Archive for December, 2009

The Trivialisation of Communication – Part 1

December 8, 2009 1 comment

Few would disagree that one of the most decisive moments in human history was the appearance of languages. In my opinion, it stands right besides the evolution of the bipodal homo erectus, the discovery of fire and the invention of the wheel. It changed the very essence of human existence from being about survival, to being about something beyond that: the birth of languages changed how a human society is formed. The transition from the hunter gatherer groups of the Neanderthal man to the farming groups of homo sapiens could not have happened if even one of these key ingredients was missing.

I have spent a long time wondering about the magical evolution of languages and cultures and societies. The alchemy produced by the interactions of these elements of the human world is breathtaking to say the very least. Words are the building blocks of languages. A society is built by the interaction of it’s constituents and this interaction in turn defines the society. Each of these elements thus defines the other. For someone who respects languages, a respect for words develops naturally. One understands that the communication has a purpose and that every word must justify itself. Their significance can be gauged by looking at the fact that ‘vachan’, hindi for ‘word’, is also the word for promise. In the Sanatan epic, Ramayana, wise words spoke of the ‘reeti’ or norm of Raghukul (Lord Ram’s lineage): ‘Raghukul reet Sada chali aayi, praan jaayi par vachan na jaayi’; translated, those from Raghukul can lay their lives to stand by their words. It is one of the few guiding principles of my life.

But this is no Satyug or Tretayug or Dwaparyug (Eras acording to Sanatan theology), this here is the Kalyug. Over the ages, not only did men lose such principles but also the understanding of the implications that words have. Words that may hurt people, words that may distance people, words that may kill people. What is important is the end result, the process of the communication itself is ignored, as is the connections implied or the impacts it has on the other elements of the societal construct.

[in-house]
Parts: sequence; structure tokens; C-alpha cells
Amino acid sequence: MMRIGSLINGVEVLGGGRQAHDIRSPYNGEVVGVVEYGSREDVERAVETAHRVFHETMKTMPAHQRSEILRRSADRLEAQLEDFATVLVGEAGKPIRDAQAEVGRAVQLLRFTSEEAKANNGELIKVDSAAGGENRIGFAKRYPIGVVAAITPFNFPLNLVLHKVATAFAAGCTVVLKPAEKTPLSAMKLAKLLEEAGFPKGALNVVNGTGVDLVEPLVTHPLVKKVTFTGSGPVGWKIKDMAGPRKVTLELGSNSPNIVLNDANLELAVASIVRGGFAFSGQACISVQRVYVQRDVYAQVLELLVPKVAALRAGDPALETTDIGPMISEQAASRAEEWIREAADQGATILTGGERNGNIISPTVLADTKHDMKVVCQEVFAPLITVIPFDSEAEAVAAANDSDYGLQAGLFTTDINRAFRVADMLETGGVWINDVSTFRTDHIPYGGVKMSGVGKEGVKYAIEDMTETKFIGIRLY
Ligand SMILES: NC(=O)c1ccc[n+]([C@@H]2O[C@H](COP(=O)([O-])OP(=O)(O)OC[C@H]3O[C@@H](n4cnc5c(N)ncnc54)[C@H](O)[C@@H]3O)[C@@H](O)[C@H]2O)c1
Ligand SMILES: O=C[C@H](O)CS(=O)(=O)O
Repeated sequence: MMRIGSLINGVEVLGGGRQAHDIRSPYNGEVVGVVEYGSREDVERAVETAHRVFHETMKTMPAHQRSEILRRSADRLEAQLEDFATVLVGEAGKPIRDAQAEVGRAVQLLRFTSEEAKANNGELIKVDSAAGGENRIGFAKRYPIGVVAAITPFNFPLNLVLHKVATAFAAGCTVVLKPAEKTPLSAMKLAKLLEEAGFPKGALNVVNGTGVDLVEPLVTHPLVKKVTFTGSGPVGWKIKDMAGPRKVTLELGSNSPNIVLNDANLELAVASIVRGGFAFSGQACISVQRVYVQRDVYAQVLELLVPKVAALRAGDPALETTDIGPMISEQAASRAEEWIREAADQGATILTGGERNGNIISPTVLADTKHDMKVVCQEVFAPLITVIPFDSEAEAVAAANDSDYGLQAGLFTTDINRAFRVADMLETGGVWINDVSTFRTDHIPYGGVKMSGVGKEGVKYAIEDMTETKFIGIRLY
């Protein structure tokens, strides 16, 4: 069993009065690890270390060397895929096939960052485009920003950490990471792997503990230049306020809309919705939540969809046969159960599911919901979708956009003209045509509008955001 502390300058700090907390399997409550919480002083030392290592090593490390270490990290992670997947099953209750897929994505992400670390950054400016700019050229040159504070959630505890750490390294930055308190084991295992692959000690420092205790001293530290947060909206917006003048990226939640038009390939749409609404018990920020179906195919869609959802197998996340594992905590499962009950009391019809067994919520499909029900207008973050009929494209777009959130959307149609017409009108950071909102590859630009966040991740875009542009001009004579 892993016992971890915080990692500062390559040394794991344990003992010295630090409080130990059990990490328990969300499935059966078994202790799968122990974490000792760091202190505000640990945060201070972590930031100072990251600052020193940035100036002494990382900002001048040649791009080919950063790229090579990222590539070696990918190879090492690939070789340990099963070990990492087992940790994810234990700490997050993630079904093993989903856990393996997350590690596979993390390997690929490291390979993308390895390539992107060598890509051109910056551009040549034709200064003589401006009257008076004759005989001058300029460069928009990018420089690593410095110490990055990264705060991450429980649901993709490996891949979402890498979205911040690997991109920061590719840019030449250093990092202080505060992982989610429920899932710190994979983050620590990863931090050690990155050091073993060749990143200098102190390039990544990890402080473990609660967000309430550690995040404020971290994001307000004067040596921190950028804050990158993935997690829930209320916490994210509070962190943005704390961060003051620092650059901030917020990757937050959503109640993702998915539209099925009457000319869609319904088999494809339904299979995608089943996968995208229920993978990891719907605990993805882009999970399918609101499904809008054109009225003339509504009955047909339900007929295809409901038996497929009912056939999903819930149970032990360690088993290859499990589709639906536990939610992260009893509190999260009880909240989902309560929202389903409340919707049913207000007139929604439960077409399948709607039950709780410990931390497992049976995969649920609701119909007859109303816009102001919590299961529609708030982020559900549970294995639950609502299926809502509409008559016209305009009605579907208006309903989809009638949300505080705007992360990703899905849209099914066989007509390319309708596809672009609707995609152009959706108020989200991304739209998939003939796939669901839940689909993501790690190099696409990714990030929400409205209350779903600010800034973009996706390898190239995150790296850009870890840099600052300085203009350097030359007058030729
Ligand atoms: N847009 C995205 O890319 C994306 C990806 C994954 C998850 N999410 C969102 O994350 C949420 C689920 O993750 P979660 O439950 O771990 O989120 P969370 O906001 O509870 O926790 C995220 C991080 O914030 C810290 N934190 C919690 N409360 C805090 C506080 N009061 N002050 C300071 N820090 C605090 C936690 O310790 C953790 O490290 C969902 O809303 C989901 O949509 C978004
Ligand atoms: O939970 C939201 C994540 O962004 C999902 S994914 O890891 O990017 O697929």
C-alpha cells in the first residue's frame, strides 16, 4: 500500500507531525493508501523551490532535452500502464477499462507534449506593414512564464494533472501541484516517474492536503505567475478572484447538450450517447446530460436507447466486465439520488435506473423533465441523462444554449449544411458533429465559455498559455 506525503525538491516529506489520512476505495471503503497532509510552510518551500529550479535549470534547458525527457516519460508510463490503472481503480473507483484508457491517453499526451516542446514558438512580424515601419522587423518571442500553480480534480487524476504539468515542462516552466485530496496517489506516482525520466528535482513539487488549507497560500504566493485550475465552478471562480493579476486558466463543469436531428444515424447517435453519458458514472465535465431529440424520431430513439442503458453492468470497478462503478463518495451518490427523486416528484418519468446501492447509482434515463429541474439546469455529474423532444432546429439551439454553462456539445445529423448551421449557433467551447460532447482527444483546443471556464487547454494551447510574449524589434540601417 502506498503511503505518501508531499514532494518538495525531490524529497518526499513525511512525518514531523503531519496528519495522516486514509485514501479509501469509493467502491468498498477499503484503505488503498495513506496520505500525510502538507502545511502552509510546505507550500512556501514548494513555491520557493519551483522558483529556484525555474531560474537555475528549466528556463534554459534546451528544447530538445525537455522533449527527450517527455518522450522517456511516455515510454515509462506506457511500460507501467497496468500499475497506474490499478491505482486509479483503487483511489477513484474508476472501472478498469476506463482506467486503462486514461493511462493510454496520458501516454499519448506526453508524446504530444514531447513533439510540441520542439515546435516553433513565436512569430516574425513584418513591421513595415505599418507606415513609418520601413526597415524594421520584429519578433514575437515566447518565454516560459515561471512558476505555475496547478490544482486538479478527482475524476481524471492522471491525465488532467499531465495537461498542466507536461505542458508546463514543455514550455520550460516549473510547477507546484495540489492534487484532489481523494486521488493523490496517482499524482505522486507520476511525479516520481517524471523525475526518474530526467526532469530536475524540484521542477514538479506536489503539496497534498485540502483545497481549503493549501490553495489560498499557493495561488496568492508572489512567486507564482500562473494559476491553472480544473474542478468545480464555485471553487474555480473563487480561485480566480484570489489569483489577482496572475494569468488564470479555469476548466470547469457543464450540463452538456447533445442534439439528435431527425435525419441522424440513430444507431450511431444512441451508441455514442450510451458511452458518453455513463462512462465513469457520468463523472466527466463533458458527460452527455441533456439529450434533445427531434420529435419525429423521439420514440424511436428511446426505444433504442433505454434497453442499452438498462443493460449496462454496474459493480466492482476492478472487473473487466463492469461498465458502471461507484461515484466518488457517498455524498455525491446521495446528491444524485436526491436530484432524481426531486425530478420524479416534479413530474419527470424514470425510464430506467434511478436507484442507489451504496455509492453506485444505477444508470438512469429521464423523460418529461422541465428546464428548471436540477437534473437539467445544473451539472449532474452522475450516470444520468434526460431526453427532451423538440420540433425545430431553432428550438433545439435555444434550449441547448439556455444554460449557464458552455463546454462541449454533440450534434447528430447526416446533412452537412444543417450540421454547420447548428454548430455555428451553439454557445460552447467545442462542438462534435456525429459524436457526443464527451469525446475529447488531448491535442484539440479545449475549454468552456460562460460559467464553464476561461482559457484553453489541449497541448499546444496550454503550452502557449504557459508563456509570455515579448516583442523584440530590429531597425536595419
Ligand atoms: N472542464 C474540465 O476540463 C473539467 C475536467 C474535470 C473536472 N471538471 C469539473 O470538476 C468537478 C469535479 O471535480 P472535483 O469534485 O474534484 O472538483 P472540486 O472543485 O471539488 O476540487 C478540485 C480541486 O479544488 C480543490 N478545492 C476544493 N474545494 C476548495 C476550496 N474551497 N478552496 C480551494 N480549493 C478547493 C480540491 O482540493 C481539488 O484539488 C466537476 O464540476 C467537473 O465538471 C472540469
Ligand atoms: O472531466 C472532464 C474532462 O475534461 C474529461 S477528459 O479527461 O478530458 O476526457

There would be those amongst my readers who remember sending Telegrams. Kids like me were taught how to write telegrams in school. We’d learnt that each word must be weighed for it’s importance because each word was worth money. That was the only incentive that people understand in Kalyug is money so that worked for a while.

Claude Elwood Shannon and his elaborate and erudite works on the theory of communication have volumes on the lines that every bit takes up bandwidth and therefore must be justified. For the longest time it did hold true. Enter Web 2.0 and the generation spawning out of the cross interference of popcorn microwaves and cellular signals. Every idiot now has unlimited 140 characters to propound his personal philosophy. Speech became a freedom with no sense of any duty let alone balls to own up to it or stand by ones words. Aisi baani boliye, man ka aapa khoye, auran ko seetal kare, aapahun seetal hoye. Sant Kabir would be appalled to find what men are doing with their speech these days.

But it is neither the frivolity nor the acerbic nature of what is being written that worries me. Trivialization of communication worries me because it is the focus has shifted from the predicate to the subject. In a society where speech is trivialized the vociferous and the verbose often pass by as the thinkers. And when a society loses it’s thinkers it marks the beginning of it’s end. When the subject assumes significance over the predicate, the progression of thoughts into actions changes as well. What implications does it have for the human society?

(to be continued)